• The Lenovo Tab Plus has a metal kickstand, which can be set to any angle (and is always with you) – as opposed to Google’s speaker dock, which stays pretty… still

  • Unlike Google’s speaker dock, which (for whatever reason) doesn’t actually support Bluetooth at all, meaning you can only connect it to the Pixel Tablet by placing the tablet on the dock (you can’t stream music via the speaker dock when the tablet isn’t attached), the Tab Plus is the Bluetooth speaker

  • The ability to connect other devices to the “Bluetooth speaker” means your multimedia/music is portable as opposed to stuck in one place/room

  • The $300 Lenovo Tab Plus supports a stylus and comes with one in the box; hear that, Google?
  • Lenovo is also very generous when it comes to the display of the Tab Plus, giving it a 90Hz LCD panel compared to the 60Hz screen on the Pixel Tablet, which is very much stuck in the past

  • For what it’s worth, the Lenovo Tab Plus also has a larger battery than the Pixel Tablet – although this should be offset by the power-hungry sound system

  • What won’t be offset is the much faster charging the Lenovo Tab Plus brings – that’s 45W versus 15W with the Pixel Tablet

  • Seemingly not too powerful on the surface, the MediaTek chip on board is actually on par with (or faster) than other $300 tablets in this class – like Samsung’s Galaxy Tab A9 Plus

Lenovo’s new $300 tablet reminded me why “mainstream” used to be the dirtiest word in tech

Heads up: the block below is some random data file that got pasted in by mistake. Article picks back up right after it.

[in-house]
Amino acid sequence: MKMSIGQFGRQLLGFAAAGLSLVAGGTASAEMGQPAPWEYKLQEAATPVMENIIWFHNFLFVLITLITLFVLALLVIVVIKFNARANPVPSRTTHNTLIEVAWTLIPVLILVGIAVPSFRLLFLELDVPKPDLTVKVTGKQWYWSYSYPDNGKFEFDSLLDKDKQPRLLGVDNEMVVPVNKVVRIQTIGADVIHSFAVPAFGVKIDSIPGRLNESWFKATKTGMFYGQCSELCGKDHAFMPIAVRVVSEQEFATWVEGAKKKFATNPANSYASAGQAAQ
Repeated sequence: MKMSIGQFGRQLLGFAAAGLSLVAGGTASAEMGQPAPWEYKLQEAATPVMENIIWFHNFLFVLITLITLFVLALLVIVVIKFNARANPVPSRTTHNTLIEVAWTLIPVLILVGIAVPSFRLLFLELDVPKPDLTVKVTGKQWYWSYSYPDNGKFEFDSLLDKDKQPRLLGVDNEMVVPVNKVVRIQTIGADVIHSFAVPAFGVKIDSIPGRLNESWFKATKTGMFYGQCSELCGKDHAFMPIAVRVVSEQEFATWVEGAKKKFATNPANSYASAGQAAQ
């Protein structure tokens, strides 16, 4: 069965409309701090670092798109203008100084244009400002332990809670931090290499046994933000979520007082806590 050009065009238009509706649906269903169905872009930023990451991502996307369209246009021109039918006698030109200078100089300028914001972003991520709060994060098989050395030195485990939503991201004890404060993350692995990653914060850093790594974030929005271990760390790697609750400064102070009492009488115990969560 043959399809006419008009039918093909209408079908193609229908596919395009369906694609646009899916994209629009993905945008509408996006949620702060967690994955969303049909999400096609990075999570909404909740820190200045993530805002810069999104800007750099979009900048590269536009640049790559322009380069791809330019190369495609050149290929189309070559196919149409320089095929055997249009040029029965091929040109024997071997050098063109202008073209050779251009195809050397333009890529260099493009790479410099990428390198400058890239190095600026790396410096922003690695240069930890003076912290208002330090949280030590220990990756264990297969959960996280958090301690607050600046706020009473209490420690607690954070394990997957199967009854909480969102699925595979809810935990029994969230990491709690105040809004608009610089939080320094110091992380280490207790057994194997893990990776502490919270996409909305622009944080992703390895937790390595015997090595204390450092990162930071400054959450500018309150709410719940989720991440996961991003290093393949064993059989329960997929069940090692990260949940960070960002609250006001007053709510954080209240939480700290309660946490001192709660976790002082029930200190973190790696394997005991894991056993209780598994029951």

The only glaring disadvantage of the Lenovo Tab Plus is that, at 650g, it is relatively heavy compared to the likes of the Pixel Tablet and Galaxy Tab S9 (both weigh around 500g). Of course, Lenovo gives you a slightly larger screen (11.5-inches) compared to 11-inches on the other two, but the majority of the added weight must be due to the built-in Bluetooth speaker system and metal stand. More than a fair trade-off if you ask me

And there it is… The Lenovo Tab Plus costs a whopping $200 less than Google’s Pixel Tablet while being able to do more.

It also costs a head-spinning $1,000 less than Apple’s 13-inch iPad Pro, which no longer has the best tablet speakers on the market – shockingly, beaten by Lenovo’s $300 budget tablet.

For example, I’ve felt “mainstream” for carrying an iPhone at one point in time myself, but now “mainstream” is no longer “uncool”. It’s just the norm.

Every Android tablet looks like an iPad; several Android phones often take after the iPhone’s design, and overall, cool, innovative ideas on familiar products are extremely rare. In fact, save for Nothing, there’s barely anything exciting going on in the smartphone scene (I don’t count folding phones, which are a different product category).

And sure, there are many advantages to making a “mainstream” device, which looks and works “as expected”. It’s a safe bet, which doesn’t require much research and development cash, and you’re guaranteed to attract at least a handful of users who happen to be shopping around for a reliable device.

Then again, the noticeably lower, super consumer-friendly price of the Lenovo Tab Plus proves you don’t need to invest a lot to make something truly cool, useful and special. As long as you’re thinking outside the box (or the slab).

S**t! Am I about to buy a Lenovo tablet?!